Monday, July 23, 2007

PWID Conviction Reversed in Hidden Drugs Case; DEA Agent Opined That He'd Never Seen Courier With That Much Coke Who Didn't Know He Possessed It

United States v. Ibarra, No. 06-50783 (5th Cir. July 19, 2007) (King, DeMoss, Owen)

Ibarra was arrested after authorities found over 250 kilos of cocaine hidden among the load in the tractor-trailer he was driving. His defense at trial on the ensuing PWID charge was lack of knowledge. Among other evidence at trial, the Government elicited testimony from a DEA agent "that in his experience he had never seen a courier entrusted with an amount of cocaine of that size (worth approximately $4 million) without the courier knowing that he was carrying something illegal." Ibarra was convicted, and he appealed.

The Government conceded that the agent's testimony was improper. FRE 704(b) prohibits an expert witness from opining as to whether a defendant had the requisite mental state for the charged crime. And there's Fifth Circuit case law directly on point holding even though a jury can draw an inference of knowledge from a large quantity of drugs, an agent cannot express the opinion that the agent in this case did. So the Government's argument was that the error in admitting the testimony was harmless. The court of appeals disagreed, and reversed Ibarra's conviction:
In this case, the Government did not have any direct evidence linking Ibarra to the cocaine discovered in the trailer. The drugs were concealed, and therefore it was essential for the Government to prove that Ibarra knowingly transported the drugs. See United States v. Diaz-Carreon, 915 F.2d 951, 954 (5th Cir. 1990) (holding that when drugs are hidden, additional evidence indicating guilty knowledge is required). Agent Friday’s testimony that in his opinion and experience a courier would have knowledge of the drugs was improper testimony that went directly to the ultimate issue to be determined by the jury. In addition, Agent Friday was the last witness heard by the jury, and the testimony was referenced again in closing statements. While it may have been possible for the jury to convict Ibarra beyond a reasonable doubt if the improper testimony had not been admitted, we feel that there is a “reasonable possibility” that Agent Friday’s testimony “contributed to the conviction.” Williams, 957 F.2d at 1242. Therefore we are not convinced that this error was harmless. The conviction is VACATED and the case REMANDED for new trial.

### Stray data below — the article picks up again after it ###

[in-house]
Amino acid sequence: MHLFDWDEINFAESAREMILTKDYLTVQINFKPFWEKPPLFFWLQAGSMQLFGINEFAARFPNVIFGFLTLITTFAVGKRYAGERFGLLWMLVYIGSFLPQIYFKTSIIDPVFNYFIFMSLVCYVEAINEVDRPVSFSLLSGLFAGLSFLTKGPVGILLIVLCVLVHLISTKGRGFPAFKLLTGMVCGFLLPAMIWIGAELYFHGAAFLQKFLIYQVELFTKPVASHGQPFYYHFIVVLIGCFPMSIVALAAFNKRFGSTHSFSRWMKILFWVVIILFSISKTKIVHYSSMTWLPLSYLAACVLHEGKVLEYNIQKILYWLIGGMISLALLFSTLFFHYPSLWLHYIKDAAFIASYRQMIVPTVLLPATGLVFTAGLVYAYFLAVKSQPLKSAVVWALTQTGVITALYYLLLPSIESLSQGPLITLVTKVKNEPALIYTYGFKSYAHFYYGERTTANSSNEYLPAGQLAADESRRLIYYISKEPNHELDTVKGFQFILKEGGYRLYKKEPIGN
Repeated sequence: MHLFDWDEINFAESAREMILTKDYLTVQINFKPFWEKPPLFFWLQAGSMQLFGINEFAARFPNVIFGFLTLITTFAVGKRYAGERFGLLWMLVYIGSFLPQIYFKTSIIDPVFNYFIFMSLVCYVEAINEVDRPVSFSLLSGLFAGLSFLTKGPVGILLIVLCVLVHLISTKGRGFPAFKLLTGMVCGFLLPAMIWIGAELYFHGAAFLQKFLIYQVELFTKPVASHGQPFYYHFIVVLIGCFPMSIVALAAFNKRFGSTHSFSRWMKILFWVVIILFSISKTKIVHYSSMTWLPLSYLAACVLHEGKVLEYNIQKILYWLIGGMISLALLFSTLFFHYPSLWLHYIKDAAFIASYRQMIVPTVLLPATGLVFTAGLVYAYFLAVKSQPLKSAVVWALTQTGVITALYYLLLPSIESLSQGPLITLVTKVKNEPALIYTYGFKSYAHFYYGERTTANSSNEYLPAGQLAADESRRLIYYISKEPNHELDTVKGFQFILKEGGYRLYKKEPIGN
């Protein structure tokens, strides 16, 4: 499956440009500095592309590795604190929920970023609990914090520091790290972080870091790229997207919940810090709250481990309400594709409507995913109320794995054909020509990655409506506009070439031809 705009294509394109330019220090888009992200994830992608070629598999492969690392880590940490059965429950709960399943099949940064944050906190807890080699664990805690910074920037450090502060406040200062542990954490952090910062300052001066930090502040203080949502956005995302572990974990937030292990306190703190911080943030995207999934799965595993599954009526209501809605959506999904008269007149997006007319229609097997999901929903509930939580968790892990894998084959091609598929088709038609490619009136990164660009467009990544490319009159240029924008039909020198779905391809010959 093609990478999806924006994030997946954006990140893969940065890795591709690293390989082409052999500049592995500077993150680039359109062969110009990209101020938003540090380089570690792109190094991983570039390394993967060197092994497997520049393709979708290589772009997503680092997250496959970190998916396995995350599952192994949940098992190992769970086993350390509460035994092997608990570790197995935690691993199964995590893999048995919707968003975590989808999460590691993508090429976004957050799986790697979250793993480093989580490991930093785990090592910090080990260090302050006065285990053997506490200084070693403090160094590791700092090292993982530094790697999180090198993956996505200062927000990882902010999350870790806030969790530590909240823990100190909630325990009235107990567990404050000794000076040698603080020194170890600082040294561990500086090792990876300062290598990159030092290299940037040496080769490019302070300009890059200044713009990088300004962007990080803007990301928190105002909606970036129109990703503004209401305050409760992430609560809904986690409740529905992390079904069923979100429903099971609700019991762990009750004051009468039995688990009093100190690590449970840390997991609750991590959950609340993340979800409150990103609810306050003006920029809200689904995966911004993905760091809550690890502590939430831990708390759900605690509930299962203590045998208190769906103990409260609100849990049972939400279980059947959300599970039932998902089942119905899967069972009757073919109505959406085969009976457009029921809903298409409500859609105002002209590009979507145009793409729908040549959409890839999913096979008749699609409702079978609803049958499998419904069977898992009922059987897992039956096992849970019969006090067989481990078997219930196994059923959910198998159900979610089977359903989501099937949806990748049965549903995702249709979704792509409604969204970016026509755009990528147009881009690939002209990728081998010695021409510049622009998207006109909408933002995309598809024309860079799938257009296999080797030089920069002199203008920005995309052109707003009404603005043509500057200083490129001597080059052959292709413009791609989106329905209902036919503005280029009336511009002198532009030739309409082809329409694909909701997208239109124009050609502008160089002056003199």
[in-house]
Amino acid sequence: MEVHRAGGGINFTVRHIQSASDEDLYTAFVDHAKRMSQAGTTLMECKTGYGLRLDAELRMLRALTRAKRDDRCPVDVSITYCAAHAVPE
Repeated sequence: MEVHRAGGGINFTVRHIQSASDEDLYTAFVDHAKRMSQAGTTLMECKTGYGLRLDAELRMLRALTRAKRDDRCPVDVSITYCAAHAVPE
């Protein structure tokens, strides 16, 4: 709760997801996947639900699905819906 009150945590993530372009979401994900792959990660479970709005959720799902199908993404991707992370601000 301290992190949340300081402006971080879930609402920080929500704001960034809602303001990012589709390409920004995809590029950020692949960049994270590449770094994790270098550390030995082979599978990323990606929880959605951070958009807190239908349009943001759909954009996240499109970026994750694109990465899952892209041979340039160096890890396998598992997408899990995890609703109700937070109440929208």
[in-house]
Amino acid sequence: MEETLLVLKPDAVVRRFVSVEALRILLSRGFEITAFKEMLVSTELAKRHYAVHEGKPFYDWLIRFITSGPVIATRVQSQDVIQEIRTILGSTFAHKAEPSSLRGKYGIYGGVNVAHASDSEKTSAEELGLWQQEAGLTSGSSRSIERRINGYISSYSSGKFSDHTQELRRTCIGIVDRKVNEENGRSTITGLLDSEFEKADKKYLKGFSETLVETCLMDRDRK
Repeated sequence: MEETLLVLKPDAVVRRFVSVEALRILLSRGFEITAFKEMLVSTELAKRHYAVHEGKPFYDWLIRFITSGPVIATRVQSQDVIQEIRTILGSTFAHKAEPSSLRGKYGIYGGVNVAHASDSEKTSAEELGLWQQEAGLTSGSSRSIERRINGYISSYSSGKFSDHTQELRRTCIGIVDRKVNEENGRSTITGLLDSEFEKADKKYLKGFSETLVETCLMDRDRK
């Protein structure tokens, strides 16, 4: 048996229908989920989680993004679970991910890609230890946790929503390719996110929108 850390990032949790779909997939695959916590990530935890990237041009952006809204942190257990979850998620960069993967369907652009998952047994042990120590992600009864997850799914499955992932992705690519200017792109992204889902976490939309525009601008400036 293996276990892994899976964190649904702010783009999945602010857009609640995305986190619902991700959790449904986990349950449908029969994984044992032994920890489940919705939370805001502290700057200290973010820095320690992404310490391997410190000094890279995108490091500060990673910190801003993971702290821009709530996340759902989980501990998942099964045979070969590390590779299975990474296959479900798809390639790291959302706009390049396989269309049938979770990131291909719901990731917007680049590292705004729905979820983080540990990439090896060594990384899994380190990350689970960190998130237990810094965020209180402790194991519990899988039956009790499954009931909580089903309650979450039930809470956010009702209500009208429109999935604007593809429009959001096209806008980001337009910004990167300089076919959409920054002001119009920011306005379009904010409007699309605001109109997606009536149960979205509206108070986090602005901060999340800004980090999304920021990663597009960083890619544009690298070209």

You have to wonder what the Government was thinking when it elicited this testimony. The inadmissibility of such opinions is about as black-letter as it gets.



Post a Comment

<< Home